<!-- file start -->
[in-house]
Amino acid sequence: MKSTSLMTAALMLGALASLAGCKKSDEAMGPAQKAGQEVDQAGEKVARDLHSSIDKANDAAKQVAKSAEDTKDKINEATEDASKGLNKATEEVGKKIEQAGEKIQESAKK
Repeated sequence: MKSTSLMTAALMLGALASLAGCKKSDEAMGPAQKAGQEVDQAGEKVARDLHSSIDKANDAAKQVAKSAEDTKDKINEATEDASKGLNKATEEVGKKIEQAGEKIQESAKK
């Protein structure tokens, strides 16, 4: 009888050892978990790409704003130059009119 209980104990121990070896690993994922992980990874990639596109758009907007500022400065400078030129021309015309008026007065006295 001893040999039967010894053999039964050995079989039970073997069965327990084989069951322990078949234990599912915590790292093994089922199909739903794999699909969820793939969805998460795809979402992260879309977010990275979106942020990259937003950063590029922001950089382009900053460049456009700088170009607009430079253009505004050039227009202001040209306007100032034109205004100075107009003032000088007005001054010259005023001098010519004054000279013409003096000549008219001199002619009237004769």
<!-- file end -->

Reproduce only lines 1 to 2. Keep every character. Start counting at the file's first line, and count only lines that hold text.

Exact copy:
[in-house]
Amino acid sequence: MKSTSLMTAALMLGALASLAGCKKSDEAMGPAQKAGQEVDQAGEKVARDLHSSIDKANDAAKQVAKSAEDTKDKINEATEDASKGLNKATEEVGKKIEQAGEKIQESAKK